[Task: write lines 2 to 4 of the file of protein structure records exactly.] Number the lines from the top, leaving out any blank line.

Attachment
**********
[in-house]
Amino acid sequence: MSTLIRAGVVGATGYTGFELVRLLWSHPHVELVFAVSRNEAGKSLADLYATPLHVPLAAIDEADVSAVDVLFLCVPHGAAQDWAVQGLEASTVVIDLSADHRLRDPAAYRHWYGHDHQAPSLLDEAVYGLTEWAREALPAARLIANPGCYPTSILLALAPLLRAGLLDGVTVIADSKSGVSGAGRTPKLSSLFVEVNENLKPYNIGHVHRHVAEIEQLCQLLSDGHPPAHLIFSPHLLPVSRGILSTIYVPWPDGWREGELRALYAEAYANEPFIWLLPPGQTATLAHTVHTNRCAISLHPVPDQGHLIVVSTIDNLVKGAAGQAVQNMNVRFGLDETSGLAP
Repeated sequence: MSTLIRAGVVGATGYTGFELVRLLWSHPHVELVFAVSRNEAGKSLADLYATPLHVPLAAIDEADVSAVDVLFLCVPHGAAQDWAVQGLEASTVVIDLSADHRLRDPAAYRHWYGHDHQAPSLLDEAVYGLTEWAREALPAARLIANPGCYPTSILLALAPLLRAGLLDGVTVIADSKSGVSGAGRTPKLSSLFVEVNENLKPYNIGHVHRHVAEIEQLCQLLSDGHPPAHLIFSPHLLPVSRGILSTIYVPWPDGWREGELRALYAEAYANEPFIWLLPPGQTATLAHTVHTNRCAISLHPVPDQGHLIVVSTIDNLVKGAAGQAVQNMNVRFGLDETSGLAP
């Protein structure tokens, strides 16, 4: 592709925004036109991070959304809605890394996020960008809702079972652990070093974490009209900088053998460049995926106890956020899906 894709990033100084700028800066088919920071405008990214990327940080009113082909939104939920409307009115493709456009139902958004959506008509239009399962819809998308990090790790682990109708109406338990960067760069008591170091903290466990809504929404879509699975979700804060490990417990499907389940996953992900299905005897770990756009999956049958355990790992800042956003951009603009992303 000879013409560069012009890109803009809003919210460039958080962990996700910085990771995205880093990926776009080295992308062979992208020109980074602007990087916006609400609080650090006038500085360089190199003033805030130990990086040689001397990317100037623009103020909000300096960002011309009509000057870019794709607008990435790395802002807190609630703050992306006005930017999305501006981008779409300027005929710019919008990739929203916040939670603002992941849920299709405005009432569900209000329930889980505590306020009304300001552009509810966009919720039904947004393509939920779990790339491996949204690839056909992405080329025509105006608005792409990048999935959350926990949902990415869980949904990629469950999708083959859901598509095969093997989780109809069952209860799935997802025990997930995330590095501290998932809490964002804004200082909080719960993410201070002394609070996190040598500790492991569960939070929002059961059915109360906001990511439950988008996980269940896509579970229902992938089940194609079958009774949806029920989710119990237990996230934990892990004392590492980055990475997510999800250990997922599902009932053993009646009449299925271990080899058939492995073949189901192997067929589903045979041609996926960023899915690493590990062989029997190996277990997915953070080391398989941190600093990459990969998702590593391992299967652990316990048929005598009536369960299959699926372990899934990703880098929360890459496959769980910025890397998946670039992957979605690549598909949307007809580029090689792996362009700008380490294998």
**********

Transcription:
Amino acid sequence: MSTLIRAGVVGATGYTGFELVRLLWSHPHVELVFAVSRNEAGKSLADLYATPLHVPLAAIDEADVSAVDVLFLCVPHGAAQDWAVQGLEASTVVIDLSADHRLRDPAAYRHWYGHDHQAPSLLDEAVYGLTEWAREALPAARLIANPGCYPTSILLALAPLLRAGLLDGVTVIADSKSGVSGAGRTPKLSSLFVEVNENLKPYNIGHVHRHVAEIEQLCQLLSDGHPPAHLIFSPHLLPVSRGILSTIYVPWPDGWREGELRALYAEAYANEPFIWLLPPGQTATLAHTVHTNRCAISLHPVPDQGHLIVVSTIDNLVKGAAGQAVQNMNVRFGLDETSGLAP
Repeated sequence: MSTLIRAGVVGATGYTGFELVRLLWSHPHVELVFAVSRNEAGKSLADLYATPLHVPLAAIDEADVSAVDVLFLCVPHGAAQDWAVQGLEASTVVIDLSADHRLRDPAAYRHWYGHDHQAPSLLDEAVYGLTEWAREALPAARLIANPGCYPTSILLALAPLLRAGLLDGVTVIADSKSGVSGAGRTPKLSSLFVEVNENLKPYNIGHVHRHVAEIEQLCQLLSDGHPPAHLIFSPHLLPVSRGILSTIYVPWPDGWREGELRALYAEAYANEPFIWLLPPGQTATLAHTVHTNRCAISLHPVPDQGHLIVVSTIDNLVKGAAGQAVQNMNVRFGLDETSGLAP
């Protein structure tokens, strides 16, 4: 592709925004036109991070959304809605890394996020960008809702079972652990070093974490009209900088053998460049995926106890956020899906 894709990033100084700028800066088919920071405008990214990327940080009113082909939104939920409307009115493709456009139902958004959506008509239009399962819809998308990090790790682990109708109406338990960067760069008591170091903290466990809504929404879509699975979700804060490990417990499907389940996953992900299905005897770990756009999956049958355990790992800042956003951009603009992303 000879013409560069012009890109803009809003919210460039958080962990996700910085990771995205880093990926776009080295992308062979992208020109980074602007990087916006609400609080650090006038500085360089190199003033805030130990990086040689001397990317100037623009103020909000300096960002011309009509000057870019794709607008990435790395802002807190609630703050992306006005930017999305501006981008779409300027005929710019919008990739929203916040939670603002992941849920299709405005009432569900209000329930889980505590306020009304300001552009509810966009919720039904947004393509939920779990790339491996949204690839056909992405080329025509105006608005792409990048999935959350926990949902990415869980949904990629469950999708083959859901598509095969093997989780109809069952209860799935997802025990997930995330590095501290998932809490964002804004200082909080719960993410201070002394609070996190040598500790492991569960939070929002059961059915109360906001990511439950988008996980269940896509579970229902992938089940194609079958009774949806029920989710119990237990996230934990892990004392590492980055990475997510999800250990997922599902009932053993009646009449299925271990080899058939492995073949189901192997067929589903045979041609996926960023899915690493590990062989029997190996277990997915953070080391398989941190600093990459990969998702590593391992299967652990316990048929005598009536369960299959699926372990899934990703880098929360890459496959769980910025890397998946670039992957979605690549598909949307007809580029090689792996362009700008380490294998």